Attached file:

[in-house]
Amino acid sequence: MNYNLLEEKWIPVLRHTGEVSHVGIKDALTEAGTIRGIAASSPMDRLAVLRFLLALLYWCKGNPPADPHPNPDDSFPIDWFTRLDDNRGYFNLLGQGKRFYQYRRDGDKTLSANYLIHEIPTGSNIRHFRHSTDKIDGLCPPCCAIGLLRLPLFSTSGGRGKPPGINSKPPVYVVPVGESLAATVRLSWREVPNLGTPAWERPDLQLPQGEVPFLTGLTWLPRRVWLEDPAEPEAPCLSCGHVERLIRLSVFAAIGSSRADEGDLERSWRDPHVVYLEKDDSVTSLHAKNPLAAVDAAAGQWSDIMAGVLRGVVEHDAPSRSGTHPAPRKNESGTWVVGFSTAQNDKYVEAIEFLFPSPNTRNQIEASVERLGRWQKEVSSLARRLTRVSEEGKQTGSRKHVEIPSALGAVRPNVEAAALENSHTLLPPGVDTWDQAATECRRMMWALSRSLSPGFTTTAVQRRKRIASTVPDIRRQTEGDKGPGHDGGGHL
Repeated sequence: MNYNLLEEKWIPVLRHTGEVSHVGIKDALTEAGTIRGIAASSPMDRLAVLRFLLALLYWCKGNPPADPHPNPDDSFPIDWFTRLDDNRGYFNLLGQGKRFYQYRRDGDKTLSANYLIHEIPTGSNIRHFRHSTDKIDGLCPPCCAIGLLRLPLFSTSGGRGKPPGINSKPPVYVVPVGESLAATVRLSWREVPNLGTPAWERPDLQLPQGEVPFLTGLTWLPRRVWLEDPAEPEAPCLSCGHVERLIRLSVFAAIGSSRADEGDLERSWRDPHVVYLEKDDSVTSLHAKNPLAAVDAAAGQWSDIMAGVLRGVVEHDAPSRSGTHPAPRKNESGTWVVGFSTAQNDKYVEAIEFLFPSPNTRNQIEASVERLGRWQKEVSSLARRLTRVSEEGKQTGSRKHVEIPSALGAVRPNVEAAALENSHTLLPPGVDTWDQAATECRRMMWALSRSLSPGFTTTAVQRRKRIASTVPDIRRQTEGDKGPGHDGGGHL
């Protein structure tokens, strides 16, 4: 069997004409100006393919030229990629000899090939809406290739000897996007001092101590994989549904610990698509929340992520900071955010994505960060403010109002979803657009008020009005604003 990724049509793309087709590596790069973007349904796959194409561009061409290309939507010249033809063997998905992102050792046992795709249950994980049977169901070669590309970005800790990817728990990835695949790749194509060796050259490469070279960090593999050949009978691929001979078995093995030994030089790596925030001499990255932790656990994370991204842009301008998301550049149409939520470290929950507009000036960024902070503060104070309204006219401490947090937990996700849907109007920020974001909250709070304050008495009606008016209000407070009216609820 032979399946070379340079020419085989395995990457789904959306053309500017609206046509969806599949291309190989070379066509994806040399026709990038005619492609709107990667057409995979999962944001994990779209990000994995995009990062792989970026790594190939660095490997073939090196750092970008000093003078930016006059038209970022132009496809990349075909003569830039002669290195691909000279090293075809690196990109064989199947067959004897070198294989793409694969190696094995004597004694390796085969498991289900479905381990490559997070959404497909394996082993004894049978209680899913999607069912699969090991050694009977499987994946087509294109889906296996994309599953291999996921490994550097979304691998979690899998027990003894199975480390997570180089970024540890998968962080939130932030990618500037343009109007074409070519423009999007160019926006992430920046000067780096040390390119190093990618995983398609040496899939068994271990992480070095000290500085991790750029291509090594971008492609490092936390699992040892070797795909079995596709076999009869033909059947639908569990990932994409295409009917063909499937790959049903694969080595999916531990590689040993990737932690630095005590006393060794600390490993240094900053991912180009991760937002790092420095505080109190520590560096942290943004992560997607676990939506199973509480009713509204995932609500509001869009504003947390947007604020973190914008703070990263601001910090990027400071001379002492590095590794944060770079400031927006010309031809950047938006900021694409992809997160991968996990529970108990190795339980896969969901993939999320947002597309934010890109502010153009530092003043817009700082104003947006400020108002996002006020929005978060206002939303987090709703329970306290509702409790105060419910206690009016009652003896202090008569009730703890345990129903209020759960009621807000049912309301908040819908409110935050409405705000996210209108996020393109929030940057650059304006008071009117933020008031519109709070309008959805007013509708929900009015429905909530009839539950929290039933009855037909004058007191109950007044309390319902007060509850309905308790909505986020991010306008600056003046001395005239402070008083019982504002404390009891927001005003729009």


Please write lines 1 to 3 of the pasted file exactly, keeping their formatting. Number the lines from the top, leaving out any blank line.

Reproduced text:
[in-house]
Amino acid sequence: MNYNLLEEKWIPVLRHTGEVSHVGIKDALTEAGTIRGIAASSPMDRLAVLRFLLALLYWCKGNPPADPHPNPDDSFPIDWFTRLDDNRGYFNLLGQGKRFYQYRRDGDKTLSANYLIHEIPTGSNIRHFRHSTDKIDGLCPPCCAIGLLRLPLFSTSGGRGKPPGINSKPPVYVVPVGESLAATVRLSWREVPNLGTPAWERPDLQLPQGEVPFLTGLTWLPRRVWLEDPAEPEAPCLSCGHVERLIRLSVFAAIGSSRADEGDLERSWRDPHVVYLEKDDSVTSLHAKNPLAAVDAAAGQWSDIMAGVLRGVVEHDAPSRSGTHPAPRKNESGTWVVGFSTAQNDKYVEAIEFLFPSPNTRNQIEASVERLGRWQKEVSSLARRLTRVSEEGKQTGSRKHVEIPSALGAVRPNVEAAALENSHTLLPPGVDTWDQAATECRRMMWALSRSLSPGFTTTAVQRRKRIASTVPDIRRQTEGDKGPGHDGGGHL
Repeated sequence: MNYNLLEEKWIPVLRHTGEVSHVGIKDALTEAGTIRGIAASSPMDRLAVLRFLLALLYWCKGNPPADPHPNPDDSFPIDWFTRLDDNRGYFNLLGQGKRFYQYRRDGDKTLSANYLIHEIPTGSNIRHFRHSTDKIDGLCPPCCAIGLLRLPLFSTSGGRGKPPGINSKPPVYVVPVGESLAATVRLSWREVPNLGTPAWERPDLQLPQGEVPFLTGLTWLPRRVWLEDPAEPEAPCLSCGHVERLIRLSVFAAIGSSRADEGDLERSWRDPHVVYLEKDDSVTSLHAKNPLAAVDAAAGQWSDIMAGVLRGVVEHDAPSRSGTHPAPRKNESGTWVVGFSTAQNDKYVEAIEFLFPSPNTRNQIEASVERLGRWQKEVSSLARRLTRVSEEGKQTGSRKHVEIPSALGAVRPNVEAAALENSHTLLPPGVDTWDQAATECRRMMWALSRSLSPGFTTTAVQRRKRIASTVPDIRRQTEGDKGPGHDGGGHL